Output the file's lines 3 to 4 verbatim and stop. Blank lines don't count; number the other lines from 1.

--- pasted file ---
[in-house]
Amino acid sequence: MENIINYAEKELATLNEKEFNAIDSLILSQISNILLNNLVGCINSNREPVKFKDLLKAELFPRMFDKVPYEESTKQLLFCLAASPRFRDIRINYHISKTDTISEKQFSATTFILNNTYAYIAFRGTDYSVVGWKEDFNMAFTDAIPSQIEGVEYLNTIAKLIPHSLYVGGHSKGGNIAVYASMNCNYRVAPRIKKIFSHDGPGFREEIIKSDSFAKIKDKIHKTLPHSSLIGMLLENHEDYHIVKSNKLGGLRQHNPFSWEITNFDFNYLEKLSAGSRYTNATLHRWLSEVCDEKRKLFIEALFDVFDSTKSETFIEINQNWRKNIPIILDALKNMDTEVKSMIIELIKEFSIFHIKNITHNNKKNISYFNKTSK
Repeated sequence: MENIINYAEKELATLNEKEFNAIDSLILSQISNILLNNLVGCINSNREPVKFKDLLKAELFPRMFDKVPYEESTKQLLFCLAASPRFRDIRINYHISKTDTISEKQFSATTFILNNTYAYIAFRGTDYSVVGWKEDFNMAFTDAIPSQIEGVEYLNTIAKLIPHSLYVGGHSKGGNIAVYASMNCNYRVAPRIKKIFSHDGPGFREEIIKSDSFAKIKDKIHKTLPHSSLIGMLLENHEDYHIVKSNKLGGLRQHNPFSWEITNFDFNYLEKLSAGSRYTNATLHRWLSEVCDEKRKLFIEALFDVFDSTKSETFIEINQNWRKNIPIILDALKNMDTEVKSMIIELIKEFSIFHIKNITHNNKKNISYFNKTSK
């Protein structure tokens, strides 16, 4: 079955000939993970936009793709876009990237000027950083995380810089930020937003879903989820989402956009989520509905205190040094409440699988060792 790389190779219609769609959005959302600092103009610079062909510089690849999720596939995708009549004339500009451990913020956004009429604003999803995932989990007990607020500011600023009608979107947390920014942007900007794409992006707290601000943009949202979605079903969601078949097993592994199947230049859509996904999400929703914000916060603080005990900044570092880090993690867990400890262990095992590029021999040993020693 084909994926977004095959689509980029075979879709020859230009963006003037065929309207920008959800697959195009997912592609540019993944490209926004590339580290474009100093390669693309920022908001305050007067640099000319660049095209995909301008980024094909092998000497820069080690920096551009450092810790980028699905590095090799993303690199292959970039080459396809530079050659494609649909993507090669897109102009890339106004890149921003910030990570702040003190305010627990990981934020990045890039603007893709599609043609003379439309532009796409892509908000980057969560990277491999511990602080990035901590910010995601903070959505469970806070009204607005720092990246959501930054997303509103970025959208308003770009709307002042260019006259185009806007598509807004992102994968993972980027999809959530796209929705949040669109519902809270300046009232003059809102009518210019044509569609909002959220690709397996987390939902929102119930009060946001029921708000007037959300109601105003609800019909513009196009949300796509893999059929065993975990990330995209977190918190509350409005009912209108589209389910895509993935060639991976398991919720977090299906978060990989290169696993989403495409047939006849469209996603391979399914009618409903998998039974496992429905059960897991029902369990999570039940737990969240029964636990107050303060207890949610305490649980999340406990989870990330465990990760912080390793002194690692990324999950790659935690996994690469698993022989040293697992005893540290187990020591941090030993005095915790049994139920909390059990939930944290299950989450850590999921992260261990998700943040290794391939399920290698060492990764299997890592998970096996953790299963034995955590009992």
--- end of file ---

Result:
Repeated sequence: MENIINYAEKELATLNEKEFNAIDSLILSQISNILLNNLVGCINSNREPVKFKDLLKAELFPRMFDKVPYEESTKQLLFCLAASPRFRDIRINYHISKTDTISEKQFSATTFILNNTYAYIAFRGTDYSVVGWKEDFNMAFTDAIPSQIEGVEYLNTIAKLIPHSLYVGGHSKGGNIAVYASMNCNYRVAPRIKKIFSHDGPGFREEIIKSDSFAKIKDKIHKTLPHSSLIGMLLENHEDYHIVKSNKLGGLRQHNPFSWEITNFDFNYLEKLSAGSRYTNATLHRWLSEVCDEKRKLFIEALFDVFDSTKSETFIEINQNWRKNIPIILDALKNMDTEVKSMIIELIKEFSIFHIKNITHNNKKNISYFNKTSK
């Protein structure tokens, strides 16, 4: 079955000939993970936009793709876009990237000027950083995380810089930020937003879903989820989402956009989520509905205190040094409440699988060792 790389190779219609769609959005959302600092103009610079062909510089690849999720596939995708009549004339500009451990913020956004009429604003999803995932989990007990607020500011600023009608979107947390920014942007900007794409992006707290601000943009949202979605079903969601078949097993592994199947230049859509996904999400929703914000916060603080005990900044570092880090993690867990400890262990095992590029021999040993020693 084909994926977004095959689509980029075979879709020859230009963006003037065929309207920008959800697959195009997912592609540019993944490209926004590339580290474009100093390669693309920022908001305050007067640099000319660049095209995909301008980024094909092998000497820069080690920096551009450092810790980028699905590095090799993303690199292959970039080459396809530079050659494609649909993507090669897109102009890339106004890149921003910030990570702040003190305010627990990981934020990045890039603007893709599609043609003379439309532009796409892509908000980057969560990277491999511990602080990035901590910010995601903070959505469970806070009204607005720092990246959501930054997303509103970025959208308003770009709307002042260019006259185009806007598509807004992102994968993972980027999809959530796209929705949040669109519902809270300046009232003059809102009518210019044509569609909002959220690709397996987390939902929102119930009060946001029921708000007037959300109601105003609800019909513009196009949300796509893999059929065993975990990330995209977190918190509350409005009912209108589209389910895509993935060639991976398991919720977090299906978060990989290169696993989403495409047939006849469209996603391979399914009618409903998998039974496992429905059960897991029902369990999570039940737990969240029964636990107050303060207890949610305490649980999340406990989870990330465990990760912080390793002194690692990324999950790659935690996994690469698993022989040293697992005893540290187990020591941090030993005095915790049994139920909390059990939930944290299950989450850590999921992260261990998700943040290794391939399920290698060492990764299997890592998970096996953790299963034995955590009992």